The botifarra was a new one for me, which I’d ordered at the waiter’s suggestion: a typical Catalan preparation of sausage stewed with mushrooms and a hearty sauce, not unlike a pot roast. Served with bread, I lapped up every last bit of that sauce. Another dining out experience that was well worth it. 

On my weekend trip to the beautiful beachside town of Tossa de Mar, I couldn’t resist going for patatas bravas again. 

I also tried, once again at the recommendation of my waitress, boquerones de bacalao: essentially deep-fried cod bites. AMAZING. I took one bite and couldn’t stop smiling. What better place to try fish than the beach in Costa Brava? 

The next day, I went for a late lunch of tapas at one of the fancier joints in Tossa, la Taverna de Tossa. Right down the street from our hostel, I went with a Finnish girl who was working reception and we shared a most delectable meal (of which I lament I forgot to take pictures!) that I will do my best to describe to you now:

Prawns grilled in red garlic sauce: easily the BEST shrimp I have ever had in my life. I was embarrassingly amateur at prying apart the meat from those little rascals (which were served whole, antennae, little legs and all), but my oh my were they scrumptious. 

Fried squid: essentially calamari, but only very lightly fried in only a small amount of batter so that you could really taste the squid meat. Once again, like the calamari I’d had in Madrid, it was served without your standard North American aioli dipping sauce, but again like Madrid, this calamari didn’t need it. It was a standout dish all on its own.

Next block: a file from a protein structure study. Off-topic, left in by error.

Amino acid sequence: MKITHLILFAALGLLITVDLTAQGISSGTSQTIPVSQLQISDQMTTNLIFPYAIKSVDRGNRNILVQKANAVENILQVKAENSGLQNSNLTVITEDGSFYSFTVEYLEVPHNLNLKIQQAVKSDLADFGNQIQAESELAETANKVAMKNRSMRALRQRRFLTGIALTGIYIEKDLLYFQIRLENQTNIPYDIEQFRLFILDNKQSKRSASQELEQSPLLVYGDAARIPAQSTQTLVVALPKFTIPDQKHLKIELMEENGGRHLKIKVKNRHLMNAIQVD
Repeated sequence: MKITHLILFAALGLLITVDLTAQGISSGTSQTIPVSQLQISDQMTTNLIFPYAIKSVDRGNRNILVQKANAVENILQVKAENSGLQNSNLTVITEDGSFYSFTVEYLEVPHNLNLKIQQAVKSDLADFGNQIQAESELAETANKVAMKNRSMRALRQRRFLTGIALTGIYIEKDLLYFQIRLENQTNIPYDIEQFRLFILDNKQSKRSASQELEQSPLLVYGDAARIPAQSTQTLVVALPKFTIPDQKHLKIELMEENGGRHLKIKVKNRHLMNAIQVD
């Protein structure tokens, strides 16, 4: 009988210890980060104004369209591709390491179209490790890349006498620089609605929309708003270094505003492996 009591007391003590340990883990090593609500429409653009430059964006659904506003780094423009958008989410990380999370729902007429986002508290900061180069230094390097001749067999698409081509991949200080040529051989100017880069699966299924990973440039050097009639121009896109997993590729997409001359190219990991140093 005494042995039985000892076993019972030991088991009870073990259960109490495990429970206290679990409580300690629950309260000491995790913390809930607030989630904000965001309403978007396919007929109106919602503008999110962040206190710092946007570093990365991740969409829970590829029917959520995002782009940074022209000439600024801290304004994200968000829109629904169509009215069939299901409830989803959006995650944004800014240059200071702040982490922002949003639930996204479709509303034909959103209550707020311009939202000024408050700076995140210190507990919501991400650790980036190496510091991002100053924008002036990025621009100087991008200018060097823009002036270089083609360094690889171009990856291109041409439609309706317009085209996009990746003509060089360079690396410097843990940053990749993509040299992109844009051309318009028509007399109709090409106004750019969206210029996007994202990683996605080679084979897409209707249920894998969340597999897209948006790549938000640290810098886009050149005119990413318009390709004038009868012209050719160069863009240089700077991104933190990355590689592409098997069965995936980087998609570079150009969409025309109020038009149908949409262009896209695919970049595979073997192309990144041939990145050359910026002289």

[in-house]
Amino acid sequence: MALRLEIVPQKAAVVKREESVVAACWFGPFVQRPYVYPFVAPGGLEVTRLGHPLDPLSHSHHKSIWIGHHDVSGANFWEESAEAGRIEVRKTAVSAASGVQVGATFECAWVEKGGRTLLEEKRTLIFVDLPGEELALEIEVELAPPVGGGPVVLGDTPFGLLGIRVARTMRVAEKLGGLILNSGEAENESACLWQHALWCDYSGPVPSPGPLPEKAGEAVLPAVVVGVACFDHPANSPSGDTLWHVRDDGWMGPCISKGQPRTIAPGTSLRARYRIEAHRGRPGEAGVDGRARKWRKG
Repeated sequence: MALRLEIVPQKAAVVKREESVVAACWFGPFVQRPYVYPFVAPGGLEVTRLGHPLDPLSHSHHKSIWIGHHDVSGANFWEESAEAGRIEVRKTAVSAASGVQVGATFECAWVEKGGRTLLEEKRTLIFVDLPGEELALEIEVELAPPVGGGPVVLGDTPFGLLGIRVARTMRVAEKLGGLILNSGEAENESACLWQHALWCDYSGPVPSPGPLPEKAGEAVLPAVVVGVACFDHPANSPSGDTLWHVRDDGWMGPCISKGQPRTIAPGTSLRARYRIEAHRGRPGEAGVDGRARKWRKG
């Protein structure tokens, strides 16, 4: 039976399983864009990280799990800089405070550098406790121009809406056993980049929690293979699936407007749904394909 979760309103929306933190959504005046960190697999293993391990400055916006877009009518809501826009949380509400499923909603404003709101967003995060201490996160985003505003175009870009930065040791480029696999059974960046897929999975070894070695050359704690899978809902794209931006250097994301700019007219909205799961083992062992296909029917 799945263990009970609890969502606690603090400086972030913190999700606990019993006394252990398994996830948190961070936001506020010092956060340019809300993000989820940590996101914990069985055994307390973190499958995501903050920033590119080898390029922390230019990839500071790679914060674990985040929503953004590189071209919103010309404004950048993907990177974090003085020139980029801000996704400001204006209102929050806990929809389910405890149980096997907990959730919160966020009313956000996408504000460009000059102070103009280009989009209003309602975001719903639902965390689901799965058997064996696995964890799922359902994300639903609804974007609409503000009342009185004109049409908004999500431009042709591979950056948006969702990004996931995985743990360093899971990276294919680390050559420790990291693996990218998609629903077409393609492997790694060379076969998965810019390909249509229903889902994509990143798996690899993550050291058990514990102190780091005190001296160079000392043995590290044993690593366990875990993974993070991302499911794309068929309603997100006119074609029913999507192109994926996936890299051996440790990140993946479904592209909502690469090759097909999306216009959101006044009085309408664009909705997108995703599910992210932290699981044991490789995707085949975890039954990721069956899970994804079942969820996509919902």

Croquetas con espinacas y queso: croquetas with spinach and cheese, round, bite-size, deep-fried morsels of heaven. 

I didn’t think my food ventures in Costa Brava could get any better. And then I went to Tapas el Portal for my last night in Tossa.  I’d passed by this cute little spot every morning on my way to the beach, and after reading rave reviews on Trip Advisor and checking out their menu, I decided to go for it.  I started with the chef’s tapa special for the day, a cool twist on gazpacho, the traditional chilled Spanish soup. 

This one was a purée of beets, strawberries, and herbs, with little chunks of cod, asparagus, and caviar. It was TO DIE for. I thanked the chef, Giuseppe, personally; I couldn’t even believe how flavorful and refreshing it was. I then moved onto their swordfish carpaccio, served with pickled vegetables and a special kind of green and yellow salt. The waitress had described it to me as a typical Mediterranean ceviche, and my goodness it was easily some of the smoothest, tastiest fish I’d ever had.  For my “third course” (that is, third generous tapa portion), I tried their pork cheeks with lemon, and potato and lemon purée. I’ve always been a fan of slow-cooked beef and pork cheeks, but my goodness, you guys, I couldn’t rave about this dish enough. 

Each time the waitress and manager came by to ask how I was doing, I couldn’t stop beaming; I was just so happy; and beyond thrilled with my decision to treat myself my last night in Tossa. 

Would you like to look at our dessert menu? my lovely Peruvian waitress Vero asked me. How could I not, after devouring each of her on point recommendations with more relish and excitement than I’ve experienced with a meal in a long time?  Vero’s recommendation? Portal’s peach tatin with raspberry sorbet and lychee foam. I mean, come on. Once again I was absolutely delighted, and thanked Vero and the manager, chef, and owner profusely for their service and for the stellar culinary experience they’d provided me with.